Premature Birth Rates in the US Increase for the Second Year in a Row
November is Prematurity Awareness Month. Premature birth (birth before 37 weeks of pregnancy) and the complications associated with it are the no. 1 cause of death for babies in the United States, according to the March of Dimes. To raise awareness about this sobering statistic, the organization releases its annual Premature Birth Report Card, assigning letter grades to all 50 states, DC, and Puerto Rico, as well as giving the country an overall score. Spoiler alert: we did not make the honor roll this year.
This year’s report found that, after a decade of decline, the country’s preterm birth rate has increased for the second year in a row. We are now at 9.8 percent, up two percent from 2015. As was the case last year, we were given a C overall.
The good news is that some states did manage to score above the average. Washington, Oregon, Vermont and New Hampshire were each given As for having a birth rate that was 8.1 percent or less (that’s the goal rate that the March of Dimes has set for the US to reach by 2020). And 13 states—Alaska, Arizona, California, Colorado, Idaho, Kansas, Maine, Massachusetts, Minnesota, Montana, New York, North Dakota and South Dakota—received a B. But the largest group—18 states—were given Cs. Additionally, 11 states and DC earned Ds, while Alabama, Louisiana, Mississippi, West Virginia and Puerto Rico were each given Fs.
Of the 100 cities the study looked at, Cleveland, Ohio, had the highest premature birth rate (14.9) and Irvine, California, had the lowest (5.8) (see where yours ranks here). The March of Dimes also examined racial and geographical disparities driven by inequalities in health care, education, jobs and housing which revealed an especially large gap between black women and all other racial and ethnic groups. With a preterm birth rate of 13.3 percent, black women across the country are 49 percent more likely to deliver prematurely than all other women. Asian/Pacific Islanders have the lowest preterm birth rates (8.5), followed by white women (8.9), Hispanic women (9.1) and American Indians/Alaska Natives (10.5 percent).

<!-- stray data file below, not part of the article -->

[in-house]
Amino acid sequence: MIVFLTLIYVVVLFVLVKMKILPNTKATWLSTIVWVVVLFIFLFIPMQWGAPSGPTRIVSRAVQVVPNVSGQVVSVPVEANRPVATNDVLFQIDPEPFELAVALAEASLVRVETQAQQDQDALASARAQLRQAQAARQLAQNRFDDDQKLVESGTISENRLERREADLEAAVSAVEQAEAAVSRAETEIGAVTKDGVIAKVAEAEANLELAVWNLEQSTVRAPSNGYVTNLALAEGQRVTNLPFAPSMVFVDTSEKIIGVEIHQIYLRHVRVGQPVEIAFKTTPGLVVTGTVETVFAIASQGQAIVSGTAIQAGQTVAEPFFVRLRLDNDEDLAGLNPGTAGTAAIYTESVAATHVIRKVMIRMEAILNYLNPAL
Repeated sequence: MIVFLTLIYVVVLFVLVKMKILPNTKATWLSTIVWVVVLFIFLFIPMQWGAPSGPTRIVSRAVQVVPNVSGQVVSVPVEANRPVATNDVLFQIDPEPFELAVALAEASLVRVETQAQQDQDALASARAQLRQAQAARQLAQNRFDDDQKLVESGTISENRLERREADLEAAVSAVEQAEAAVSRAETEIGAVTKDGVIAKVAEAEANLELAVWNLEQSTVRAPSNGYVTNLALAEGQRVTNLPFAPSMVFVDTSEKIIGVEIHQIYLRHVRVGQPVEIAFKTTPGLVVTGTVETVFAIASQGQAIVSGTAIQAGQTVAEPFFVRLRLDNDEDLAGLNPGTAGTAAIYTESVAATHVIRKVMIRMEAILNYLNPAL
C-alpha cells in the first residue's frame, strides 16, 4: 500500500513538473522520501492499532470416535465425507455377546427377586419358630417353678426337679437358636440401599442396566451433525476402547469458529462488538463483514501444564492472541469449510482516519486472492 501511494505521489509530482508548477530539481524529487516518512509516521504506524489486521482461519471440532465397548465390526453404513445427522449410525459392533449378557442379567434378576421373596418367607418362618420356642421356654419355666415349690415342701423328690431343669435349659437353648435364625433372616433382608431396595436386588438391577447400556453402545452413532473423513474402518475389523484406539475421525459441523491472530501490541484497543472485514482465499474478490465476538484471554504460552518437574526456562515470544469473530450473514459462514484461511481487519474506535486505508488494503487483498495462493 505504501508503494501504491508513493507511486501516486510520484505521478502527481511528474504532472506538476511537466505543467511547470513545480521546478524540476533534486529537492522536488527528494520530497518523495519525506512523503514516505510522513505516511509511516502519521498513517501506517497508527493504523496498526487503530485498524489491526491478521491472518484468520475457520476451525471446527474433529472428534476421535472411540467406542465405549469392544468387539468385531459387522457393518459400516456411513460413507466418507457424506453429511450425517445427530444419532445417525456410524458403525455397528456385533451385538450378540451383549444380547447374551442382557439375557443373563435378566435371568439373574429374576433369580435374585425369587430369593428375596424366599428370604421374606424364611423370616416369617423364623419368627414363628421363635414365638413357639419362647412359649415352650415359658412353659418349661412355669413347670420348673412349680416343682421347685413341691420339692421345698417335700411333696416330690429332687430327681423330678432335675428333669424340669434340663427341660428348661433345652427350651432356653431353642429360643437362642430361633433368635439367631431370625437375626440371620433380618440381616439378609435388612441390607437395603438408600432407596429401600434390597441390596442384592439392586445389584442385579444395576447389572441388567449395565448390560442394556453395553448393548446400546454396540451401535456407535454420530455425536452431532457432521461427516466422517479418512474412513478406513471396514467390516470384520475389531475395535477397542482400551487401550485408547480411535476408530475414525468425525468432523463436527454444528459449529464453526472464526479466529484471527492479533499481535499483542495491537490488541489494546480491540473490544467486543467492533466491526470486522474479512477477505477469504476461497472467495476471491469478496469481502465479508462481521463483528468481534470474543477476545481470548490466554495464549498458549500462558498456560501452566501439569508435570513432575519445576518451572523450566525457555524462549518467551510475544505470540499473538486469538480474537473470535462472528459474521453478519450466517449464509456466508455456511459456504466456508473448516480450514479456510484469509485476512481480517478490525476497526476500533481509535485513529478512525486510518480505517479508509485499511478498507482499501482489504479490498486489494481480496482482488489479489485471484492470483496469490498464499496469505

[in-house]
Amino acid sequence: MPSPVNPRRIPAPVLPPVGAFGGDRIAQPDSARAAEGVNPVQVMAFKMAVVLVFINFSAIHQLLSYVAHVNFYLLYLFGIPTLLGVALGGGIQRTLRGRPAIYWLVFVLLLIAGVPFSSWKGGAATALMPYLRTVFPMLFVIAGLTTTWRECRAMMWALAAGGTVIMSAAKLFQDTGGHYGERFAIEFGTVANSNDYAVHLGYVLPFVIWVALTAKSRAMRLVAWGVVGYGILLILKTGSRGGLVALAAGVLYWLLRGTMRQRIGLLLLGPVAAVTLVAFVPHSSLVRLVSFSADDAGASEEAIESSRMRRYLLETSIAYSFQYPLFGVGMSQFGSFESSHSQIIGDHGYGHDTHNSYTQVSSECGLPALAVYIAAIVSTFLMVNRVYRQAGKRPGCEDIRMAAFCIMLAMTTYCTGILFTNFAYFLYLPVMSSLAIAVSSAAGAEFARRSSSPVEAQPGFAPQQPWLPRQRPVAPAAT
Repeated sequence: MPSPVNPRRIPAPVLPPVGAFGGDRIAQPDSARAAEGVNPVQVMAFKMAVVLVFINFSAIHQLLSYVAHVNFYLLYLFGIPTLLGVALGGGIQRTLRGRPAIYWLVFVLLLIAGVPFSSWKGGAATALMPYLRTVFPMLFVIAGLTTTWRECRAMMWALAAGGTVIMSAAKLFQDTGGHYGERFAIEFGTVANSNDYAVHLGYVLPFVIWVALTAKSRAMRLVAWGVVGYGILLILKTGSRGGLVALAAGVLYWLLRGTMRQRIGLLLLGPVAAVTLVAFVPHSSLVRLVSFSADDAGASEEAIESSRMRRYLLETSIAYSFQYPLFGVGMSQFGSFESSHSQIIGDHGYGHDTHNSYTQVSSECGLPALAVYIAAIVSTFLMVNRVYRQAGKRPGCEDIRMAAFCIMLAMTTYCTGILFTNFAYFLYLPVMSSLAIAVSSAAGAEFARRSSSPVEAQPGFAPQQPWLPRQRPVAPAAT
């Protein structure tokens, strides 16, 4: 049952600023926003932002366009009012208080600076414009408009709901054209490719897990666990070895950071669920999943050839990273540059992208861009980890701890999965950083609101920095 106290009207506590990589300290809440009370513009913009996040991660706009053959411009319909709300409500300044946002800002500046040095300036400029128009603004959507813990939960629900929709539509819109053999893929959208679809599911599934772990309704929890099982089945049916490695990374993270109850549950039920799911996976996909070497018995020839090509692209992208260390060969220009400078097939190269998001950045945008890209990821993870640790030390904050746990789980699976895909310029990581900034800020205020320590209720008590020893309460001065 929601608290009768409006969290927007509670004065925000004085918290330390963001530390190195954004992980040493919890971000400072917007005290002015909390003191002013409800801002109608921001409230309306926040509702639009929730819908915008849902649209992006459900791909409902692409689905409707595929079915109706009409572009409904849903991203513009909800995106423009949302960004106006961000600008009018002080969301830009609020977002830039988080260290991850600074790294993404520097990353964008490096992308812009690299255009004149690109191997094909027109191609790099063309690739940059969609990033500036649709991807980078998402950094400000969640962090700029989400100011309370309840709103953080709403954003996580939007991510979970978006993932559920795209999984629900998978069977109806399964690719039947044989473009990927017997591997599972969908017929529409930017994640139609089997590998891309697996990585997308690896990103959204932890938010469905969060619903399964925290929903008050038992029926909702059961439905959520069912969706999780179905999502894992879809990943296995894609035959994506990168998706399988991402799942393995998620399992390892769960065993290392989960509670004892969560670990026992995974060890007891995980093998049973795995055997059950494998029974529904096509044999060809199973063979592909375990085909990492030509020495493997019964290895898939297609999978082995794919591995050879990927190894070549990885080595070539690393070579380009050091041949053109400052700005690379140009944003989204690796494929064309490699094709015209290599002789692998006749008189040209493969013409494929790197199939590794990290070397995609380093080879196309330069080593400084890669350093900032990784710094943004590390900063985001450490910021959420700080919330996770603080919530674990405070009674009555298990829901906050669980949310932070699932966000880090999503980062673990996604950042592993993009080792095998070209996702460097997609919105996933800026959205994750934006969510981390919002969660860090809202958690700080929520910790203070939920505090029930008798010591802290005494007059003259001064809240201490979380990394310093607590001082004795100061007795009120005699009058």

“The 2017 March of Dimes Report Card demonstrates that moms and babies in this country face a higher risk of preterm birth based on race and zip code,” Stacey D. Stewart, president of the March of Dimes, said in a press release. “We see that preterm birth rates worsened in 43 states plus the District of Columbia and Puerto Rico, and among all racial/ethnic groups. This is an unacceptable trend that requires immediate attention.”
Of course, all hope is not lost. Although the 388,000 babies born premature in 2016 face a greater likelihood of chronic health conditions, the March of Dimes makes several recommendations for ways we can help families, including expanding research efforts to identify causes and methods of prevention, increased education around prenatal care, more advocacy for policies that prioritize healthy pregnancies and infants, and better care and support for those families who do have preterm babies.
“In addition to discovering new ways to prevent premature birth and improve the care that women receive, it’s essential that we improve the broader social context for health,” Paul E. Jarris, chief medical officer of the March of Dimes, says in the same press release. “Only then will our nation be able to level the playing field for mothers and babies in every community.”